Dr. Mark. "1 second, here is another knowledge bomb for you all."
I love listening to Dr. Mark Cucuzzella talk whether it is on podcasts or videos and in person was no exception. This guy knows so many people, is educated on so many different topics, and is very open minded. I was very happy to be able to finally meet him and if you ever get the chance to hear him speak you will learn how captivating he can be with his knowledge of research, running history, personal anecdotes, and funny stories.

On top of having a passion for running it seems he has a bigger passion for just helping people...including kids too! Oh and if you're going to go for an "easy" group run with these guys after course then you better have some regular mileage under your belt. I am just starting to get back to running now after a long period of time off and I got dropped really quickly! A little sad considering I was probably the youngest person at the conference and easily the youngest person on the group run.

Jay's devilish grin before dropping some knowledge bombs himself.
Jay Dicharry is a physical therapist that now practices in Bend, Oregon at Rebound Physical therapy. Jay used to be the head of the running research/gait analysis lab at the University of Virginia. Jay's name is stamped all over the world of research for gait analysis and running related studies. At one point during the course Jay showed us a quote that he once wrote for a text book. He then went on to bash it to highlight the need (and his ability) to critically think, remain open-minded, and the importance to stay current with research.

Jay claims to talk fast but he uses tons of analogies and metaphors to help convey long and arduous ideas or topics into concise and easy to understand statements. To me this means he understands what he is talking about inside and out. On top of this, Jay isn't a frilly clinician. What does that mean? To me Jay is the straight to the point, knows what we do and don't know, and isn't looking to find the "coolest" or most "flavor of the moment" treatment approach. He just goes with what he knows and with what works to provide favorable outcomes. Jay provided us the information on what we need to know, what we need to look at, and how we can be the most effective clinicians without the use of his expensive and fancy equipment.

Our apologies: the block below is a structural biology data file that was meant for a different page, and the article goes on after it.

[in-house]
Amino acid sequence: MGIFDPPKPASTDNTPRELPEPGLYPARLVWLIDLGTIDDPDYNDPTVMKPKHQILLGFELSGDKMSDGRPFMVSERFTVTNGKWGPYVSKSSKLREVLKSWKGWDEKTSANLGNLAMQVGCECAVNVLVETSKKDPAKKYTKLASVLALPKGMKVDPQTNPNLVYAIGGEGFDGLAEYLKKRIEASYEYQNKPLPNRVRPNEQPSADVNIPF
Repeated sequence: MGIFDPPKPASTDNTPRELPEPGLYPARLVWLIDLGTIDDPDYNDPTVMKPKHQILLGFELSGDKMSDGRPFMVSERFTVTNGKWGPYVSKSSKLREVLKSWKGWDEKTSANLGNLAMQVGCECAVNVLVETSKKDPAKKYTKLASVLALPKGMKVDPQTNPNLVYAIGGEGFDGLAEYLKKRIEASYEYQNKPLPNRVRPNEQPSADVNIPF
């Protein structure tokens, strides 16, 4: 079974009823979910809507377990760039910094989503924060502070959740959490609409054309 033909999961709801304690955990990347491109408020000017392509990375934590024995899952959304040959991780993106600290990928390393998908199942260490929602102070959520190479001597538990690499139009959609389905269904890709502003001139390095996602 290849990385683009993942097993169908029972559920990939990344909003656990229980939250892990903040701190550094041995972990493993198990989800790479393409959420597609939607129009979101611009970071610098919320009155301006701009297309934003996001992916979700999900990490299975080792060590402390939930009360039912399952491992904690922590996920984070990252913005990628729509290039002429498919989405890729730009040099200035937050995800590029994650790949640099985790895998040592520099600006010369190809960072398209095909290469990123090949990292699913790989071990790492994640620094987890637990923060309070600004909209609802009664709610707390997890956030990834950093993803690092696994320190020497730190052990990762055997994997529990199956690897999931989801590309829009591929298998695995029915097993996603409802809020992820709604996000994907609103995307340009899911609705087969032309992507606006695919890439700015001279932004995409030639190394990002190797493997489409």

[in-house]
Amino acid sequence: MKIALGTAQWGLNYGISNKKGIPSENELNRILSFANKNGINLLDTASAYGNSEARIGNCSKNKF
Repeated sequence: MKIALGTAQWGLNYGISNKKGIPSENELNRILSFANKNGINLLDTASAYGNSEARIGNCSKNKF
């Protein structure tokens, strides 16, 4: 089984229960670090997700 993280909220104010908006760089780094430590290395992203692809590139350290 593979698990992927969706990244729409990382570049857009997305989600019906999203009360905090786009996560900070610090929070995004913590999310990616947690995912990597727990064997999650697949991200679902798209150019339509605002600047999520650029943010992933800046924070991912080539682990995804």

So what did we actually learn? A lot. I've read Jay's book at least 3 times previously and I still learned a ton from this conference. Just check out this list of learning objectives that are listed for this course:
  • Discuss the pathophysiological process behind running injuries and the new treatment concepts relating to these pathologies. 
  • Improve his\her clinical efficiency through a better knowledge of objective diagnostic assessments and their place in the clinical exam of an injured runner. 
  • Discuss the new theories behind tissue stress, adaptation and preventive stress.  
  • Recognize the relationship between running biomechanics and the risk of injuries. 
  • Build a program to help an injured runner return to running using the theoretical principles relating to different energy systems, cross-training and warm-up.
  • Discuss the science behind running shoe technology, plantar orthoses, flexibility and strengthening in the prevention and treatment of running injuries. 
  • Discuss the science and practical application of aerobic development, speed training, and periodization. 
  • Describe the principles and be able to teach efficient running form including supplemental drills. 
  • Evaluate a patient for movement dysfunction during a clinical visit and provide simple corrective measures.              
  • Discuss clinical Injury assessment and exam and specific corrective exercises. 
  • Describe practical gait analysis, cues, and corrections. 
  • Discuss Nutrition for health and performance.
  • Prescribe footwear to complement the patient’s current movement pattern and how to safely transition them to more functional footwear

Dang. That is a lot of information...and they really did deliver but obviously some points were more in depth and detailed than others...As Doctor Cucuzzella put it, It was enough information for us as clinicians to apply but left more for us to learn about. It was entry level exposure on some topics while others were definitely advanced. Enough for us to think about a trip down the rabbit hole if curious. Here is a better Day 1 vs. Day 2 Split of what was discussed. I took this stuff right from their website...